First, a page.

List entry

List entry Summary

This building is listed under the Planning (Listed Buildings and Conservation Areas) Act 1990 as amended for its special architectural or historic interest.

Name: CHURCH OF ST MARY

List entry Number: 1293915

Location

CHURCH OF ST MARY, CHURCH STREET

The building may lie within the boundary of more than one authority.

County District District Type Parish
East SussexEastbourneDistrict AuthorityNon Civil Parish

National Park: Not applicable to this List entry.

Grade: I

Date first listed: 27-May-1949

Date of most recent amendment: Not applicable to this List entry.

Legacy System Information

The contents of this record have been generated from a legacy data system.

Legacy System: LBS

UID: 293546

Asset Groupings

This list entry does not comprise part of an Asset Grouping. Asset Groupings are not part of the official record but are added later for information.

List entry Description

Summary of Building

Legacy Record - This information may be included in the List Entry Details.

Reasons for Designation

Legacy Record - This information may be included in the List Entry Details.

History

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Details



623/4/24 CHURCH STREET 27-MAY-49 OLD TOWN CHURCH OF ST MARY (Formerly listed as: CHURCH STREET OLD TOWN CHURCH OF ST MARY AND CHURCHYARD WALL)

GV I

Late C12- c1500; restored 1851 by R.C. Carpenter. MATERIALS: Partly flint and stone rubble with stone dressings, partly ashlar. Tiled roofs on nave, chancel and tower; lead roofs on aisles and vestry.

PLAN: Nave with N and S aisles, N and S porches, and N rood stair tower. Chancel with N and S aisles and E vestry. The N porch is joined to the Old Parsonage by a covered passageway. The S aisle is wider than the N, and the chancel is at a slight angle to the nave.

EXTERIOR Three stage, embattled W tower of ashlar. Continuously chamfered W door in a square frame under 4-light Perpendicular W window. Small stair turret on S side.

All the windows are heavily renewed. Both N and S nave aisles have 4 2-light Decorated windows with reticulated tracery, those to the W of the porches larger. The eastern 4 bays of the nave clerestory on each side have early C13 lancets with nook shafts with stiff leaf capitals; the western window on each side is C14, two ogee lights in a square frame. The former W quoin of the clerestory is still visible on the N. Gabled S porch. C14 S door with many tiny mouldings on small shafts. Outer hood mould with head stops. The small N porch is joined to a C20 passageway to the Old Parsonage. Polygonal N stair turret for the former rood screen, at the junction of nave and chancel on the N.

The chancel chapels have 2-light C14 windows, those on the S with ogees, those to the N without. The chancel clerestory has 3 2-light windows with simple Y-tracery on each side. E window with Geometric style tracery. S chapel E window very early C14 of 3 lights. N chapel E window also 3 lights, mid C14.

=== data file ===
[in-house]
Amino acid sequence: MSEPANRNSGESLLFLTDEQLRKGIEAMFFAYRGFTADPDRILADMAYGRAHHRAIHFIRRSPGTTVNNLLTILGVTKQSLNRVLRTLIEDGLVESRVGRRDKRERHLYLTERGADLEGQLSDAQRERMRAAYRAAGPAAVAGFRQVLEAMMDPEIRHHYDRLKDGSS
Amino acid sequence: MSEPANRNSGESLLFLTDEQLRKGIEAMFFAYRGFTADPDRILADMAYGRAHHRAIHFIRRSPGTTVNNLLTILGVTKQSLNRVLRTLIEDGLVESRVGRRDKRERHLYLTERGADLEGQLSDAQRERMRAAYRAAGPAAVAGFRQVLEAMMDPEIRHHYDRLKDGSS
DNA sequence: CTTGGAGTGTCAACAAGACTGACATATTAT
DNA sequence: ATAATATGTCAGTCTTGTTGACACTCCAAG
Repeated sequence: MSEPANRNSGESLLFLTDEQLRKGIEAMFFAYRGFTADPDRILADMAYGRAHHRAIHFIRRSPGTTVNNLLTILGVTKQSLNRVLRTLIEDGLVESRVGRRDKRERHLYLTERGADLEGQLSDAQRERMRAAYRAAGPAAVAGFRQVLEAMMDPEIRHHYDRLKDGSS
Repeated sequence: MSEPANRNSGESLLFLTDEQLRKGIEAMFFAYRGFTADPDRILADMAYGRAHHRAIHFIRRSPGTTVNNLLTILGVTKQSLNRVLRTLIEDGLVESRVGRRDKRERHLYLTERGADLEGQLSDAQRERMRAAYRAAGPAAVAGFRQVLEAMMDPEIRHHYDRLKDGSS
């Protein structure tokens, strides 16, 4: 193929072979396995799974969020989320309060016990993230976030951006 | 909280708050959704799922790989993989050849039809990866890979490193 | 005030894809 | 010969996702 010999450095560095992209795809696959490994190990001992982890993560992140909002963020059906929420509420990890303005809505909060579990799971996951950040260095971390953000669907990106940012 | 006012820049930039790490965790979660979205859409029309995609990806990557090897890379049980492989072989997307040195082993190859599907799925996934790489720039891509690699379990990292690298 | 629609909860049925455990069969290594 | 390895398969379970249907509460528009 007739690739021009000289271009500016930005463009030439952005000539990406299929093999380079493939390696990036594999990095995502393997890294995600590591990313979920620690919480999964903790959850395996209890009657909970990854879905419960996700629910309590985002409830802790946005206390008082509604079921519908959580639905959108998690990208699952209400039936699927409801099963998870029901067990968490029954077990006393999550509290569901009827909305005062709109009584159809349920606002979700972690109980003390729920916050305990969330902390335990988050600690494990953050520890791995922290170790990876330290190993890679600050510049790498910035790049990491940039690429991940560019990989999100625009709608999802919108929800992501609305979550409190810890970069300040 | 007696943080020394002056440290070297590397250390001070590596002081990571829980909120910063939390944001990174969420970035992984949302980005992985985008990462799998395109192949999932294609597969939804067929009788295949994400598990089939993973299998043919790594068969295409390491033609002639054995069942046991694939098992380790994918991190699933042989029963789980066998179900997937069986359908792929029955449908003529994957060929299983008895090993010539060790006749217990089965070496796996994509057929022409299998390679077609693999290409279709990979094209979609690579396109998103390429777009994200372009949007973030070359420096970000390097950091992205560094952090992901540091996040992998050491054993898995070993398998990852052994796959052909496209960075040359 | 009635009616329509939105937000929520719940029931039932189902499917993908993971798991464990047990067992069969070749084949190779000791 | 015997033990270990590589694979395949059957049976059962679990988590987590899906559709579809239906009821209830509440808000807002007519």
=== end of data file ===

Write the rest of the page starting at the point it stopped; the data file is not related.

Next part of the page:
Low late C15 or early C16 E vestry under the E window, with a 4-light E window with a depressed head and a small E door.

INTERIOR Nave with 5-bay N and S arcades. The eastern 4 bays, including the E half of the 4th pier on each side, are c.1200 and have pointed arches on alternating round and octagonal piers with early leaf capitals. The arcades were extended by 1 bay to the W in the early C14. The 4th piers, originally the western responds, were formed into full piers, and the newer, western part of their capitals have stylised leaves imitating those on the earlier part of the capitals. The W responds have C14 moulded capitals. The arches of the W (5th) bay on each side also have a slightly different, more complex, profiles that those to the E. Nave roof has crown posts on tie beams with arched braces standing on corbels between the clerestory windows.

There are transverse arches in the middle of each aisle. That on the N has a chamfered arch dying into the wall, while that to the S has a short cross wall and an arch on a head corbel. There are small niches on the E responds of both nave arcades, that on the S is smaller and C13, that on the N is larger and has a C14 ogee head. There is a rood stair at the E end of the S aisle, including a piscina at upper level. The aisle windows have rere-aches with nook shafts with moulded capitals and hood moulds with curled ends. Low pitched, probably early C16, aisle roofs have foliate bosses at the junction of the principal rafters and the ridge.

Tall C14 tower arch with a continuous chamfered outer order and a chamfered inner order on half-round responds with moulded capitals like those at the W ends of the aisles. The ground floor of the tower has a pointed barrel vault.

Round, late C12 chancel arch, moulded on both sides. The nave face has a cusped outer order on nook shafts with foliage capitals, the inner order has chevron on polygonal responds with stiff leaf capitals. There is hyphenated chevron on the chancel face of the arch, and small rolls on the soffit. Late C15 or early C16 ogee-headed door at S end of chancel E wall leading into the E vestry, with a matching 4-centred ogee niche to the N. Additional ogee niche behind the altar, and a matching set of fittings including 3 seat sedilia and integrated piscina on the S and an Easter Sepulchre on the N.

The 3-bay chancel arcades are also late C12 and have round arches with hyphenated chevron and small rolls on alternating round and polygonal piers with a variety of leaf and crocket capitals. The chancel chapel windows have rerearches like those in the aisles, and the tomb recess in the S chancel chapel has a similar hood mould. The E ends of both chapels are enclosed with C14 parclose screens. The chancel chapels open to aisles through chamfered arches, that on the S on corbels, that on the N on dying mouldings.